Hanlon’s Managed Income investment strategy can best be described as a combination of modern portfolio theory (MPT) and intermediate-term trend following. This may sound odd considering that MPT is usually associated with buy-and-hold asset allocation strategies, but Hanlon's Managed Income Strategy is anything but buy-and-hold.

Recognizing the weakness of MPT during volatile markets, Sean coupled the non-correlation aspect of MPT with two active management strategies. The first is tactical analysis, which is a quantitative approach to determining the overall direction of the market. In essence, it asks “Should I be in or out of the market?

Once the decision to be in the market is made, the second overlay is strategic asset allocation. This analysis seeks to determine which asset classes have the greatest potential for gain in the current market environment. Hanlon selects the investment opportunities with the best risk-adjusted return potential within each asset class.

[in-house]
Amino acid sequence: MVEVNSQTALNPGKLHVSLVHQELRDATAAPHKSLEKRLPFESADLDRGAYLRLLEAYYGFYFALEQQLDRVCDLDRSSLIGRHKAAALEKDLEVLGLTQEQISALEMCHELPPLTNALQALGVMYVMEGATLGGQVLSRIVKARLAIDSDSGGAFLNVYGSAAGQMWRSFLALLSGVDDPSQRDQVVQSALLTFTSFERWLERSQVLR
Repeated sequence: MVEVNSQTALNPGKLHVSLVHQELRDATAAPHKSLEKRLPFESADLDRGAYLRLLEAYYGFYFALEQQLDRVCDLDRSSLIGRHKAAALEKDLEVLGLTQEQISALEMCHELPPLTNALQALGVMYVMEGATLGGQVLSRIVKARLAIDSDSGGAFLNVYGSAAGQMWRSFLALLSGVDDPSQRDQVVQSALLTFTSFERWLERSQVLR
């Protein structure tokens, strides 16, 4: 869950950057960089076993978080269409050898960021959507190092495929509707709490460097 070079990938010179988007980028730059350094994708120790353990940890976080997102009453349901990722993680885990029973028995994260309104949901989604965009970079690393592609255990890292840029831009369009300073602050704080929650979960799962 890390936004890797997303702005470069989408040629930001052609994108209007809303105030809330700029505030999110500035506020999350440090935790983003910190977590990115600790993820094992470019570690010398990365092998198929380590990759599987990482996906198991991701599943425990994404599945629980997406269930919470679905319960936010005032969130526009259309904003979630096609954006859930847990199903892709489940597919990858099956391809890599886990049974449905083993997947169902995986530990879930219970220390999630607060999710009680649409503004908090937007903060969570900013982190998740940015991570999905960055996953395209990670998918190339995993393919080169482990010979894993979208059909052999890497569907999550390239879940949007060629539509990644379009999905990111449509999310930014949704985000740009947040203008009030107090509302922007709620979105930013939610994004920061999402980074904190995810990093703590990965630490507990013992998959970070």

In the Managed Income Strategy, Hanlon selects a bond allocation that can be any combination of high-yield and/or high-quality bond investments, domestic and international. While high-yield bonds are generally considered to be an aggressive asset class, Hanlon’s tactical and strategic overlays seek to balance out this risk without sacrificing too much of the upside. The goal is to produce a meaningful income stream with minimal losing periods (drawdowns).

Want to know more about Hanlon’s strategy?
Click Here to Register for our January 15, 2013
webinar featuring the Managed Income Strategy

Performance Evaluation